Focusing the Nonprofit Board on Strategy – Same for For-Profit & Nonprofits?

Focusing the Nonprofit Board on Strategy – Same for For-Profit & Nonprofits?

By: Eugene Fram

Writing in the third quarter, 2012, of Board Member.com, Peter Dailey begins with the following conclusions about for-profit company’s strategic process (es):

As directors become increasing involved in their company’s strategic process, it’s evident that some fail to have the competencies to meaningfully contribute. Some deficiencies may result in only benevolent dabbling. … But at the extreme, deficiencies can result in destructive deliberative processes and the adoption of faulty strategic decisions.  Often these scenarios operate with the context of by well meaning directors – not within hostile environments. *  Skill matrices related to specific director experiences are needed. But they fall short in addressing how a director might behave.

For example, I once observed two influential directors establish complex “management by objective” programs for which the staff was forced to focus on process minutiae rather than program outcomes and impacts.  The organization suffered.  Large company executives can a problem source when they force extensive discussions on minor operational items.   These are items that they would never allow on their own board agendas. Why this happens is a decades old mystery for those of us who have observed it  <!–more–>   

Dailey presents options as to how these situations can be corrected on for-profit board by seeking directors who have seven behavioral attributes.  Following is how I think the behavioral attribute mix can be applied to nonprofit boards to keeping strategic planning on the rails:  “Seven (attributes) standout as key differentiators of directors’ ability to shape strategy and long-range planning“ in both for-profit and nonprofit boards.

1.Curiosity –  “Curious thinkers explore far and wide, into areas that my have no obvious connection to the core” mission of the nonprofit.  For example, a banker may be on the board of a hospital, with no experience in health care issues, but a curious banker can contribute to the hospital by the ability to think about the hospital’s problems in broad terms.

2. Debate Skills –  “Directors who … engage in persuasive arguments with others, which serves to polish and clarify the thinking of all members of the board.”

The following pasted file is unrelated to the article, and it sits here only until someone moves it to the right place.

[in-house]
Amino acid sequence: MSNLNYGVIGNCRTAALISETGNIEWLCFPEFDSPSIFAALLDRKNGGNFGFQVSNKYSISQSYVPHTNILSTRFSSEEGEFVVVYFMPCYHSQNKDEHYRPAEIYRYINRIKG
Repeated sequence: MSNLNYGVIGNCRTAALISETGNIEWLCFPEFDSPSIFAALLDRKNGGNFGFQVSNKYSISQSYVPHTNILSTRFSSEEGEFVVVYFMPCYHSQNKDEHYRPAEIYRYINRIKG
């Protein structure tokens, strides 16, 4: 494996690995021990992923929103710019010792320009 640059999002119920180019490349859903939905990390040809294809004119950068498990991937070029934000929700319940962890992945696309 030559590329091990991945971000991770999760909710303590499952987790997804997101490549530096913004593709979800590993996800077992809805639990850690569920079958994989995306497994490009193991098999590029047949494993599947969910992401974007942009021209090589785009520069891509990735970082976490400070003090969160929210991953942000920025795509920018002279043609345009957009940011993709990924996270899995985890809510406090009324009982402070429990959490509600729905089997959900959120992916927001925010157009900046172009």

3. Tolerance of Ambiguity – Some may perceive their way is the only right way. “  It is also difficulty for them to accept other ways.”

I have often observed these types of people are staff people  (such as lawyers, IT programmers and accountants) who have little management experiences and want to try to show a faux management expertise.   Because they hold significant staff positions in, but many have had only managerial responsibilities for one for two people, the nonprofit’s management, staff and other directors often accepts their recommendations with disastrous results.  Another opportunity is often missed by nonprofits in terms of culture.  These organizations often attempt to acculturate a new director to organization instead of allowing the director to bring his/her expertise to the organization.  For example, a person with financial strategy expertise is asked to overview a bookkeeping operation, instead of being asked to lead the board in developing a financial strategy.

4. Prudence –  “Rule-bound directors are strong in compliance and less comfortable in gray areas in which many board discussions may dwell upon.”

They may be what I call process people who consistently want to continually cross check everything. “Rule– lax directors… believe everything can be nuanced or ignored.”   For example, I was on a nonprofit board that made a major acquisition with only the approval of the executive committee and then asked the board for post hoc approval. The results were quite costly.  I resigned quickly after the acquisition with the usual excuse of having increased job responsibilities.

 5. Analytical Speed – “Analysis of facts, arguments and assumptions depend upon experience and perspective, but, most important, on cognitive processing cognitive ability. “  Nonprofits boards need more of this type of director but they are in short supply for for-profit and nonprofit boards.

6. Coaching –  “The transition from executive leadership to board service requires the emotional maturity to dial down personal competitive practices, (reduce the emotional desire to micromanage), and to dial-up interpersonal skills so directors may more successfully engage peers and senior mangers in (critical thinking, civil discourse), problem-solving or developmental conversations.”

7. WHO TAKES THE LEAD IN THE NONPROFIT WORLD?

Board engagement is fine, but overall the consequences for (nonprofit boards like for-profit boards) are not all positive. “It is the job of the nominating committee to seek diverse (behaviorally based) candidates on “who we need” rather than “who is available” criteria.

 

 

 

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